Deal Me In 2020 – Week 40
Yes, this is a most useful universe. We play, we die: ig-rhyme, umi-rhyme. And the sonorous souls of Russian verbs lend a meaning to the wild gesticulation of trees or to some discarded newspaper sliding and pausing, and shuffling again,…But just now I am not a poet. I come to you like that gushing lady in Chekhov who was dying to be described.
Sometime in my early twenties (a little while ago) someone explained to me the significance of the Nabokov reference in The Police song “Don’t Stand So Close To Me”. That was the first time I had ever heard of Vladimir Nabokov or his many-times banned novel Lolita. Again, I was in my early twenties so when I heard of a book anyone might tell me I shouldn’t read because of its content – well, I was sure to read it which I did with Lolita. Yes, its content is offensive and I respect anyone who decides not to read it on their own accord. At the same time, I’ve always remembered that there was something enjoyable about the way Nabokov put his words together. Something that made me read it in spite of the novel’s offense.
So now, all these years later, I’ve just finished reading Nabokov’s short story ‘”That in Aleppo Once…”‘ and it reminds me of his wonderful wordsmithing all over again. Only this time the content is more tame.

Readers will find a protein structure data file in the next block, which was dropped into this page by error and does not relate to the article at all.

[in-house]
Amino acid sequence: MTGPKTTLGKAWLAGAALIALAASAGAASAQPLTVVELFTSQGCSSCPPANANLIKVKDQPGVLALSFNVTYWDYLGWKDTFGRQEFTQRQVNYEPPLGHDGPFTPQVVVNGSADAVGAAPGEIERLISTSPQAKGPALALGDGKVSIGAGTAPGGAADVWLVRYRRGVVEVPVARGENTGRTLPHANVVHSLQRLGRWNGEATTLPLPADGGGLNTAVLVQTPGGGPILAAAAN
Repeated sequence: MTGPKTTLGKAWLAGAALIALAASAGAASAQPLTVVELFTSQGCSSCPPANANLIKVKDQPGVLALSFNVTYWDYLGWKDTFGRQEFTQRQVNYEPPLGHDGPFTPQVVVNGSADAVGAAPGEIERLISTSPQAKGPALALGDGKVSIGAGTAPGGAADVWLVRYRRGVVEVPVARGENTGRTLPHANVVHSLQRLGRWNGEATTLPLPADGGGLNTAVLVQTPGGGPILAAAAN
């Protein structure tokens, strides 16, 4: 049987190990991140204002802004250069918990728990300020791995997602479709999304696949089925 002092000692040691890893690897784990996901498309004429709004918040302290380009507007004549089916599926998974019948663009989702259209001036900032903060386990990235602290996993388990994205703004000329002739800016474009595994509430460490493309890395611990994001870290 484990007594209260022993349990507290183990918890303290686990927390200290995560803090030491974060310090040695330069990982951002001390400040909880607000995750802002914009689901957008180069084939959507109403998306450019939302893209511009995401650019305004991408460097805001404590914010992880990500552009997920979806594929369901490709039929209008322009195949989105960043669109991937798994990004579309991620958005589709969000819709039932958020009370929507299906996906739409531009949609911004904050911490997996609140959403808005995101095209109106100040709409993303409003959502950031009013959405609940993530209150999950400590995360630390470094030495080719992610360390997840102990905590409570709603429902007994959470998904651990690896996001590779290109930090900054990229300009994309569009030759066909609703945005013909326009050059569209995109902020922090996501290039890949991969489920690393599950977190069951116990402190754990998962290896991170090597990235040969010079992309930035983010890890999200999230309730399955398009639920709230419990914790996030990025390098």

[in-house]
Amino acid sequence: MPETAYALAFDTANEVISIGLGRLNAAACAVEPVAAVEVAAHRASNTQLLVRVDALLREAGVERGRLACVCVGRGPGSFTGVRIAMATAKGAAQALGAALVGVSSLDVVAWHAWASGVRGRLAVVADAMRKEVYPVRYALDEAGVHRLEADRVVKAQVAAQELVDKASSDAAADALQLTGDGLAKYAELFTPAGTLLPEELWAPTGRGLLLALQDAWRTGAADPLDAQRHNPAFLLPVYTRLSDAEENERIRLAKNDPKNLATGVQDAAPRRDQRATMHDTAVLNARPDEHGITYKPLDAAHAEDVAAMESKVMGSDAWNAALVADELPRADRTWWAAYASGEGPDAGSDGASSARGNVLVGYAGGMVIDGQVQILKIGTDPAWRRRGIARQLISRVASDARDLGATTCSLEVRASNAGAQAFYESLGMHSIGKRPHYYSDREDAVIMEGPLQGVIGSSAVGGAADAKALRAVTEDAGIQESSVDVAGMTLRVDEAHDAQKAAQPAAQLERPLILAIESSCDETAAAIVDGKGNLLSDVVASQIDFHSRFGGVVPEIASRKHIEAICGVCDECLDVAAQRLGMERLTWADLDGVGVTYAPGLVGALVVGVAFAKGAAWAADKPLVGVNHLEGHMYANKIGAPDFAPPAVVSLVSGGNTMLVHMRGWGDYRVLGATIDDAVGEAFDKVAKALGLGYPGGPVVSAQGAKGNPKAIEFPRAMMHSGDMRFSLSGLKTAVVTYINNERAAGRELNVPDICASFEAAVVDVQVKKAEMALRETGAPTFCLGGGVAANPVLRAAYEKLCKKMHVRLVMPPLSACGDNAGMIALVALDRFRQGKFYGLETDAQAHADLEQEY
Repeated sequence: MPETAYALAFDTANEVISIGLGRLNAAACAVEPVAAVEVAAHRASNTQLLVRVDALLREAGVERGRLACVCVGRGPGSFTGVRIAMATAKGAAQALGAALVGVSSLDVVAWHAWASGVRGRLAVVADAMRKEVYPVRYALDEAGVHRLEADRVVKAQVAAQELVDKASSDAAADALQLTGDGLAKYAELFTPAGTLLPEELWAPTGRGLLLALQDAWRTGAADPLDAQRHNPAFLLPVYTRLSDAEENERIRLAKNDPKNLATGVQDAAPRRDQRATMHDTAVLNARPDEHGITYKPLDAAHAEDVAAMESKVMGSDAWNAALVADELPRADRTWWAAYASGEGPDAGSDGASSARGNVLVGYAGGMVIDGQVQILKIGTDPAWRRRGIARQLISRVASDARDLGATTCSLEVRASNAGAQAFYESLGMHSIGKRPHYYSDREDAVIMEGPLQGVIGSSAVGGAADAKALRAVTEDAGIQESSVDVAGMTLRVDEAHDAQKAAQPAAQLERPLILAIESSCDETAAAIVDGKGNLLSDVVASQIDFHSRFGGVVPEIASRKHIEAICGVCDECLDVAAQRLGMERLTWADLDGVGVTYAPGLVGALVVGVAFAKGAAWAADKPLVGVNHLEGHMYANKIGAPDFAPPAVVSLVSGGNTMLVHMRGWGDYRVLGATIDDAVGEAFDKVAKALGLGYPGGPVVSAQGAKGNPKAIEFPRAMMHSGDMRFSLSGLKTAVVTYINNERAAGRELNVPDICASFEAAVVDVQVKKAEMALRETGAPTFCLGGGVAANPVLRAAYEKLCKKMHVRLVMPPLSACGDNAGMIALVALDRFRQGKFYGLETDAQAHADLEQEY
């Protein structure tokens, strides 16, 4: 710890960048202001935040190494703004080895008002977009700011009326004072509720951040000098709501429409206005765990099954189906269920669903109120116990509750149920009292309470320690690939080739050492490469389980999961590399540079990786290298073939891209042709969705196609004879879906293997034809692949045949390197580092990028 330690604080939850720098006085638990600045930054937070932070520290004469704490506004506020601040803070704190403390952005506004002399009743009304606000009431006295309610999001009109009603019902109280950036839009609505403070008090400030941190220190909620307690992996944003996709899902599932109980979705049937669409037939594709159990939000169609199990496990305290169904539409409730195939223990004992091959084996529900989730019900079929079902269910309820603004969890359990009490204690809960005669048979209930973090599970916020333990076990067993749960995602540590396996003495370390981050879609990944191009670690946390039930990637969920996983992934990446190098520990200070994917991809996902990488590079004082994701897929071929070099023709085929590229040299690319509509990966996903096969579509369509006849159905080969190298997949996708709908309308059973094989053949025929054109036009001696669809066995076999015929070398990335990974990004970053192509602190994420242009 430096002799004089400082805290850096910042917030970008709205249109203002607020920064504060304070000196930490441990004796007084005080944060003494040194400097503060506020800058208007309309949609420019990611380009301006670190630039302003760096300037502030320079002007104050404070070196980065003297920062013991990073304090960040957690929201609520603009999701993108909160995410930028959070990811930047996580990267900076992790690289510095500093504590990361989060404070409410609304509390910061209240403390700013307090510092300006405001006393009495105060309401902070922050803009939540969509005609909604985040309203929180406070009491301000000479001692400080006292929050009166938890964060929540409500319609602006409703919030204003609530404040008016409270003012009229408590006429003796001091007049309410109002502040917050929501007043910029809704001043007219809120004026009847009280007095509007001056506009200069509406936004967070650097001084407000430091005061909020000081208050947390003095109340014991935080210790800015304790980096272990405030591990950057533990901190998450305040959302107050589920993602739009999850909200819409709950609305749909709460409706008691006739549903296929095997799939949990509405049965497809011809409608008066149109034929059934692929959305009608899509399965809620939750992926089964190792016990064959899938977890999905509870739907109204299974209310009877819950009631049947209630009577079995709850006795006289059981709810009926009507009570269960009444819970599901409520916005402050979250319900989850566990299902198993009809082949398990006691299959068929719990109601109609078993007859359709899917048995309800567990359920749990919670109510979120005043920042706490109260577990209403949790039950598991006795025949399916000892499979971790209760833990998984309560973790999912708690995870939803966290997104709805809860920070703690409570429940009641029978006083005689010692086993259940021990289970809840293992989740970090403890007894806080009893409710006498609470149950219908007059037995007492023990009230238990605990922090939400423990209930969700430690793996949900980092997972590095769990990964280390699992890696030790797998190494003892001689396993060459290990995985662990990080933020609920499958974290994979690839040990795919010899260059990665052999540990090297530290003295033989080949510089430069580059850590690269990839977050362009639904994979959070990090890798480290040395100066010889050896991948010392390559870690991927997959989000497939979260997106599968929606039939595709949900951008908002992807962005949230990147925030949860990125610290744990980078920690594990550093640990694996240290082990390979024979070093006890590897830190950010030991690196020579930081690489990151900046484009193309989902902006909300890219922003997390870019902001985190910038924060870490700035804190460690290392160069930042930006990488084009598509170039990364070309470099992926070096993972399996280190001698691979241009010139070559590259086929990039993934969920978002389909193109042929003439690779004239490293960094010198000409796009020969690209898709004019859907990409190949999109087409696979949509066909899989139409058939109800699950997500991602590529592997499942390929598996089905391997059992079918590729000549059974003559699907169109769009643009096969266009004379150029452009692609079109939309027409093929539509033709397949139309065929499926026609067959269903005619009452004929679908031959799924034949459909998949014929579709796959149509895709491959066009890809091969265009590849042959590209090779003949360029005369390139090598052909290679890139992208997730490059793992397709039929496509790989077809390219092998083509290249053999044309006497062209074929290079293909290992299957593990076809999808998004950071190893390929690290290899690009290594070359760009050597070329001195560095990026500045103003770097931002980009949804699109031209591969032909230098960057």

The narrator (Nabokov, himself, perhaps) is an author writing a letter to presumably another author, maybe also a friend. He tells his friend of his attempted escape from Europe during World War II with his new wife – who may or may not have existed. That’s the catch – is the narrator relating a story that is true, one that is made up, or some combination of both? I came to the conclusion that it didn’t matter because there was – you know – the words.
I highly recommend this story to anyone who wants to experience Nabokov without experiencing Lolita.
‘”That in Aleppo Once…”‘ is included in The Best American Short Stories of the Century edited by John Updike. I read it when I selected the Ace of Spades for Week 40 of my Deal Me In 2020 short story project. Check out my Deal Me In 2020 list here. Deal Me In is hosted by Jay at Bibliophilopolis.